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Second try


The main improvements over the last attempt were to increase the diameter of the pipe between the cold trap and the vacuum pump, and to improve the quality of the vacuum.

I bought new fittings for the vacuum pump with fewer narrow points along the path, and installed a bigger passthrough to the cold trap lid. It was hard to identify the thread on the body of the vacuum pump. I eventually worked out that it was a 1/2“ BSP. I couldn't find a 1/2” to 10mm barb fitting, only a 1/2“ BSP to 1/4” BSP and a 1/4“ BSP to 10mm barb. Not ideal. Scope for improvement here, but I don't think it's a huge factor.

Soon after receiving the vacuum pump I ordered some vacuum oil, knowing I'd need to replace the oil in the pump sooner or later. I figured I would drain the factory oil in the pump and replace it with the new stuff. The nameplate on the pump stated it should hold 370mL of oil. I turned on the pump and let it run for a while to warm up its oil, then turned it off and removed the fill and drain plugs. About 20mL of oil came out.

The oil level in the sight glass was about 1/3 from the bottom, and this level did not change when I drained the oil out. The oil was trapped against the glass by capillary action, and the pump had been running nearly dry for 25-30 hours. Not good. I poured in 370mL of the new vacuum oil and the level on the sight glass did not increase. I poured in about another 50mL until the level was halfway up the sight glass. The quality of the vacuum improved from around -0.98 bar to below -0.99 bar. The pump also ran much cooler.

I also used a newer, smaller, towel-lined esky to store the dry ice. Hopefully it lasts longer.

Less food

In an effort to waste less food and have less water to extract I only put in one thick slice of kiwi fruit and half a dozen blueberries. I forgot to take a photo, so here's DALL.E 2's impression.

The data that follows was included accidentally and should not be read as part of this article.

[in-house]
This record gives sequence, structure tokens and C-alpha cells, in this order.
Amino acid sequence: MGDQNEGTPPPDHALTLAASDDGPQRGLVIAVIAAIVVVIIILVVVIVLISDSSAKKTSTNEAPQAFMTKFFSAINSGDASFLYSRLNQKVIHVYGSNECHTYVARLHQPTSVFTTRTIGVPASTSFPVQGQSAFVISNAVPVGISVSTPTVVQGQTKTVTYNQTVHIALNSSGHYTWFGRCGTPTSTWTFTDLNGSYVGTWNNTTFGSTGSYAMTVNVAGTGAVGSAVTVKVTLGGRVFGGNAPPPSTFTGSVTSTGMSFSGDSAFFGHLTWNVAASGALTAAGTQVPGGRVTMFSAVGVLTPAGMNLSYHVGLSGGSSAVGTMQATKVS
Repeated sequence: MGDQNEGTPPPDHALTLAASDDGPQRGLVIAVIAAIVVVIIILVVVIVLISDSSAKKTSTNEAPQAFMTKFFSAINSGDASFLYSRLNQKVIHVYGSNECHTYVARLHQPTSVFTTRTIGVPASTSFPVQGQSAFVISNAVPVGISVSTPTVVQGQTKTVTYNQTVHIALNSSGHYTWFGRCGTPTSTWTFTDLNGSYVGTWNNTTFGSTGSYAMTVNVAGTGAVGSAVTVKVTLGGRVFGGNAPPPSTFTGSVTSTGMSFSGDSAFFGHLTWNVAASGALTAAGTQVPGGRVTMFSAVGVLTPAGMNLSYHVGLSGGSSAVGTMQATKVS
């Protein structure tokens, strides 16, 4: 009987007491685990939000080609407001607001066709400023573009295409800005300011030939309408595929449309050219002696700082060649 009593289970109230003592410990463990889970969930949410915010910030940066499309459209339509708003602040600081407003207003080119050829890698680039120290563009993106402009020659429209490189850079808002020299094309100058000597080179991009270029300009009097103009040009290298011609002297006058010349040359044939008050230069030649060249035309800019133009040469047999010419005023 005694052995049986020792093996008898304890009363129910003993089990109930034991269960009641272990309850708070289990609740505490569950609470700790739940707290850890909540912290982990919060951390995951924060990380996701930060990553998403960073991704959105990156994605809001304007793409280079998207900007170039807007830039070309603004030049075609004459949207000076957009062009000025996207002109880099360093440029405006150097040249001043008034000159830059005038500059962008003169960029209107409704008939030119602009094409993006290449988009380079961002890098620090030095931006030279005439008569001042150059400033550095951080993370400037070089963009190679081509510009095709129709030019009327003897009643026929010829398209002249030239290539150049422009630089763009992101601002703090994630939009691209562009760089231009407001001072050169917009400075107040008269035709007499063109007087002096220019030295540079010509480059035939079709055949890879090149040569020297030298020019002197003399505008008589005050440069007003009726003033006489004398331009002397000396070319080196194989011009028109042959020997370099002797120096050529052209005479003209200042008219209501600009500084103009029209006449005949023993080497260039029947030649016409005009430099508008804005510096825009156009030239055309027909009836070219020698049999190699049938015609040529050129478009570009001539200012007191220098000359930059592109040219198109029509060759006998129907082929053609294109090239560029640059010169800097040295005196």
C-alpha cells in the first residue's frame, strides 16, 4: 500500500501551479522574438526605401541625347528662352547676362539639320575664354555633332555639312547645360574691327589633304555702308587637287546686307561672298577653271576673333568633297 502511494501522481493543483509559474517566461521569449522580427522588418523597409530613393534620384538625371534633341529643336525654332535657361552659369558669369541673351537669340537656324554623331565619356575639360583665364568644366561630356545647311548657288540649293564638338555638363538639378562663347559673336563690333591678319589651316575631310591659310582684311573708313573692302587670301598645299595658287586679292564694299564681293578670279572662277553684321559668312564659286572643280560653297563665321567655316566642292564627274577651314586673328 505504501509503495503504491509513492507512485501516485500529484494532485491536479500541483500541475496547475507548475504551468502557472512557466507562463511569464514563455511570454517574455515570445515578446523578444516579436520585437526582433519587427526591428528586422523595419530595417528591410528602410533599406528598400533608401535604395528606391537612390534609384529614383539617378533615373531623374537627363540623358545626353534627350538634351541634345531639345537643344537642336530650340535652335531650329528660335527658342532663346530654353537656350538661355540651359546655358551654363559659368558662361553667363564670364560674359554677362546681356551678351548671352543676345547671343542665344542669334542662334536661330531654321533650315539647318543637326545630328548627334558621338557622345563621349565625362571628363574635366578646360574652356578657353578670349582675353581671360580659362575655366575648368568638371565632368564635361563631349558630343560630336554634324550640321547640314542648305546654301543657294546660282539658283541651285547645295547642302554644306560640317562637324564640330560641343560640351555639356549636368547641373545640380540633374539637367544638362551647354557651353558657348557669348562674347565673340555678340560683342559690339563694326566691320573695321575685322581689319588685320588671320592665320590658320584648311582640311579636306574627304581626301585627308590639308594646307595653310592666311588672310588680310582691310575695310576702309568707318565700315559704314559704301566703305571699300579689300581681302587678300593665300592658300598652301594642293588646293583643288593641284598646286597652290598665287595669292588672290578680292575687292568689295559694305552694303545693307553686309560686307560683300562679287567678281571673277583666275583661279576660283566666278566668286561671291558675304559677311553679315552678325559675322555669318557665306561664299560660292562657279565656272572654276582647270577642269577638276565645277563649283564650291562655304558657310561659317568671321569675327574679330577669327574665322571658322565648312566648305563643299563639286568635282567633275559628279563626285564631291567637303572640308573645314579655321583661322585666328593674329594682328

I pre-chilled the food in the dry ice box before beginning. I set up the system with the food chamber in a water-ice-filled esky for the first 1.5 hours, then moved it to a 50°C water bath. About three hours after the start I noticed the blueberries had burst open and the insides were foamy.

A small splatter of blueberry juice is visible, but it had dried up.

The kiwi fruit developed a split across the middle.

Frost forming in the cold trap.


Several problems arose. My improvements to the inside diameter of the vacuum pump fittings meant I needed to leave out a one-way valve that prevented vacuum oil flowing back along the pipe if the pump turned off. The pump turned off and vacuum oil flowed back along the pipe, into my cold trap.

Vacuum oil in the cold trap.

I disassembled the pump to try to work out whether it had been damaged by running with insufficient oil. I couldn't find any significant damage inside, just a bit of wear. I think the motor has a thermal cutout, as it started up again by itself after a short time of being off.

The pump, disassembled.

The food in the chamber when the pump failed. We fed it to the possums.


Heating the food is necessary to drive the sublimation of the ice into gas. Heating the food from the bottom works, however the top of the food dessicates normally rather than vacuum-drying like the heated bottom. I want to shine some infra-red radiation onto the food to heat it from above. I ran a tungsten-filament floodlight bulb off my benchtop powersupply at 31.8VDC, however this only gave off a dull glow.

Safer than it looks.

I don't want to die from electricity, so I don't want to run 240VAC into the vacuum chamber. I could shine the light down from above, but I don't think much IR would transmit through the 15mm transparent plastic on the top of the vacuum chamber.

I had good success with some nichrome wire. Ideally I could build some kind of rack system that interspersed layers of food and heating elements.

Giving off lots of IR.

Building this IR heating system would take too long to implement before my dry ice disappeared. Maybe next time.


Once I'd rebuilt the pump and got everything up and running again I put in some 10mm thick mango slices and ran it overnight. The result was delicious vacuum-dried mango slices!

Foamy, crunchy texture.

The texture was definitely crispier on the bottom, where the food could absorb heat from the pot. The top side was chewier, more like sun-dried food.

I weighed the cold trap afterwards and it held 105g of water. I did not weigh the fruit before I put it in, or after I took it out. That would've been helpful.


The next step is working out how to get heat into the food uniformly and in a controlled way. I essentially need a toaster inside the vacuum chamber. A rack to hold the food and heating elements to radiate IR onto it.


projects/vacuum_drier/work_logs/3_second_try.txt · Last modified: 2022/10/28 07:02 by tjhowse